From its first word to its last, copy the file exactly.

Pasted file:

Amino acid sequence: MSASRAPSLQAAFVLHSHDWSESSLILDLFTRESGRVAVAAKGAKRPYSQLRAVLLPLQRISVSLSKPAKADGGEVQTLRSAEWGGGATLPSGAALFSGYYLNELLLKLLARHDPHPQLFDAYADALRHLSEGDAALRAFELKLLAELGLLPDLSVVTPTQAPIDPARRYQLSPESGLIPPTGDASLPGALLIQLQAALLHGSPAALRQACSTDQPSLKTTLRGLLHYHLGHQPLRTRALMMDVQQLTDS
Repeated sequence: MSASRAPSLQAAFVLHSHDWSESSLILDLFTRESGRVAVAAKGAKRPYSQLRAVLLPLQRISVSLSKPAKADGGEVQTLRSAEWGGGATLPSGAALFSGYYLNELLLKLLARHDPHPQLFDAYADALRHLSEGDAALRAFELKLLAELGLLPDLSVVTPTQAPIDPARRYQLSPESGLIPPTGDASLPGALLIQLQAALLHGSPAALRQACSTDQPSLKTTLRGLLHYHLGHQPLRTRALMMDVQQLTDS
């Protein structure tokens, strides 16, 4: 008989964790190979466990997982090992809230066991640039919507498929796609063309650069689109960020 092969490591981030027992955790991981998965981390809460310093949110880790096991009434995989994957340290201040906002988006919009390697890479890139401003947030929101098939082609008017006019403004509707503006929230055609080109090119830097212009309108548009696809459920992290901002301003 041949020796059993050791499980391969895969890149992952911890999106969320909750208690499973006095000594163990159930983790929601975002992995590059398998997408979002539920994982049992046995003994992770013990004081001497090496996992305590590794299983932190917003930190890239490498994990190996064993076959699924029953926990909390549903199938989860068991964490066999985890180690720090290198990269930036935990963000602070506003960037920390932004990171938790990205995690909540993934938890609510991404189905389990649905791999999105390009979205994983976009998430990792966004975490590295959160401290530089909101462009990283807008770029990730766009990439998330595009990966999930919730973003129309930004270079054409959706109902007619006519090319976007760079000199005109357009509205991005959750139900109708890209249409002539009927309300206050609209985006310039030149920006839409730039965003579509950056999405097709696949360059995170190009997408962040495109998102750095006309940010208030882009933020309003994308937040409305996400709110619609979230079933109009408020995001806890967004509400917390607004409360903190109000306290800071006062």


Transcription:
Amino acid sequence: MSASRAPSLQAAFVLHSHDWSESSLILDLFTRESGRVAVAAKGAKRPYSQLRAVLLPLQRISVSLSKPAKADGGEVQTLRSAEWGGGATLPSGAALFSGYYLNELLLKLLARHDPHPQLFDAYADALRHLSEGDAALRAFELKLLAELGLLPDLSVVTPTQAPIDPARRYQLSPESGLIPPTGDASLPGALLIQLQAALLHGSPAALRQACSTDQPSLKTTLRGLLHYHLGHQPLRTRALMMDVQQLTDS
Repeated sequence: MSASRAPSLQAAFVLHSHDWSESSLILDLFTRESGRVAVAAKGAKRPYSQLRAVLLPLQRISVSLSKPAKADGGEVQTLRSAEWGGGATLPSGAALFSGYYLNELLLKLLARHDPHPQLFDAYADALRHLSEGDAALRAFELKLLAELGLLPDLSVVTPTQAPIDPARRYQLSPESGLIPPTGDASLPGALLIQLQAALLHGSPAALRQACSTDQPSLKTTLRGLLHYHLGHQPLRTRALMMDVQQLTDS
């Protein structure tokens, strides 16, 4: 008989964790190979466990997982090992809230066991640039919507498929796609063309650069689109960020 092969490591981030027992955790991981998965981390809460310093949110880790096991009434995989994957340290201040906002988006919009390697890479890139401003947030929101098939082609008017006019403004509707503006929230055609080109090119830097212009309108548009696809459920992290901002301003 041949020796059993050791499980391969895969890149992952911890999106969320909750208690499973006095000594163990159930983790929601975002992995590059398998997408979002539920994982049992046995003994992770013990004081001497090496996992305590590794299983932190917003930190890239490498994990190996064993076959699924029953926990909390549903199938989860068991964490066999985890180690720090290198990269930036935990963000602070506003960037920390932004990171938790990205995690909540993934938890609510991404189905389990649905791999999105390009979205994983976009998430990792966004975490590295959160401290530089909101462009990283807008770029990730766009990439998330595009990966999930919730973003129309930004270079054409959706109902007619006519090319976007760079000199005109357009509205991005959750139900109708890209249409002539009927309300206050609209985006310039030149920006839409730039965003579509950056999405097709696949360059995170190009997408962040495109998102750095006309940010208030882009933020309003994308937040409305996400709110619609979230079933109009408020995001806890967004509400917390607004409360903190109000306290800071006062």